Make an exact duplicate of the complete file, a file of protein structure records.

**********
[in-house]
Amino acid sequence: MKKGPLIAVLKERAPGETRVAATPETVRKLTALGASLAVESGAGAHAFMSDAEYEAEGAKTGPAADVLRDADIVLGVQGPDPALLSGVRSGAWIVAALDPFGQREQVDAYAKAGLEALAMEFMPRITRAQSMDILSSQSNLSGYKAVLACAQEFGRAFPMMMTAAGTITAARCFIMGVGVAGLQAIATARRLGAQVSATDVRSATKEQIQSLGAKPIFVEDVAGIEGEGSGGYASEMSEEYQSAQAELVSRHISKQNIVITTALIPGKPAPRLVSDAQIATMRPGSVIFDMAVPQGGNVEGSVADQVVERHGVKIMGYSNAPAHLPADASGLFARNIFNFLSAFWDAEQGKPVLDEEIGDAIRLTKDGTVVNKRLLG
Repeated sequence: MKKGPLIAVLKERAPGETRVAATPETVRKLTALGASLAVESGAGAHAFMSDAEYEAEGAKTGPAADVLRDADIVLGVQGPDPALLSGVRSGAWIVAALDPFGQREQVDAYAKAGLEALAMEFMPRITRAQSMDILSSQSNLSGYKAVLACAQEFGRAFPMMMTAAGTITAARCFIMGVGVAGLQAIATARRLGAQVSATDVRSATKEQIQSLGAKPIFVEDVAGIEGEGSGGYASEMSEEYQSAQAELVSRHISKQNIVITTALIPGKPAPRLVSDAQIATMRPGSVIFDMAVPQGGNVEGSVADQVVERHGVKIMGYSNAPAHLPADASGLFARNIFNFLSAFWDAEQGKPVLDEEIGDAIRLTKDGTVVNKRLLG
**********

[in-house]
Amino acid sequence: MKKGPLIAVLKERAPGETRVAATPETVRKLTALGASLAVESGAGAHAFMSDAEYEAEGAKTGPAADVLRDADIVLGVQGPDPALLSGVRSGAWIVAALDPFGQREQVDAYAKAGLEALAMEFMPRITRAQSMDILSSQSNLSGYKAVLACAQEFGRAFPMMMTAAGTITAARCFIMGVGVAGLQAIATARRLGAQVSATDVRSATKEQIQSLGAKPIFVEDVAGIEGEGSGGYASEMSEEYQSAQAELVSRHISKQNIVITTALIPGKPAPRLVSDAQIATMRPGSVIFDMAVPQGGNVEGSVADQVVERHGVKIMGYSNAPAHLPADASGLFARNIFNFLSAFWDAEQGKPVLDEEIGDAIRLTKDGTVVNKRLLG
Repeated sequence: MKKGPLIAVLKERAPGETRVAATPETVRKLTALGASLAVESGAGAHAFMSDAEYEAEGAKTGPAADVLRDADIVLGVQGPDPALLSGVRSGAWIVAALDPFGQREQVDAYAKAGLEALAMEFMPRITRAQSMDILSSQSNLSGYKAVLACAQEFGRAFPMMMTAAGTITAARCFIMGVGVAGLQAIATARRLGAQVSATDVRSATKEQIQSLGAKPIFVEDVAGIEGEGSGGYASEMSEEYQSAQAELVSRHISKQNIVITTALIPGKPAPRLVSDAQIATMRPGSVIFDMAVPQGGNVEGSVADQVVERHGVKIMGYSNAPAHLPADASGLFARNIFNFLSAFWDAEQGKPVLDEEIGDAIRLTKDGTVVNKRLLG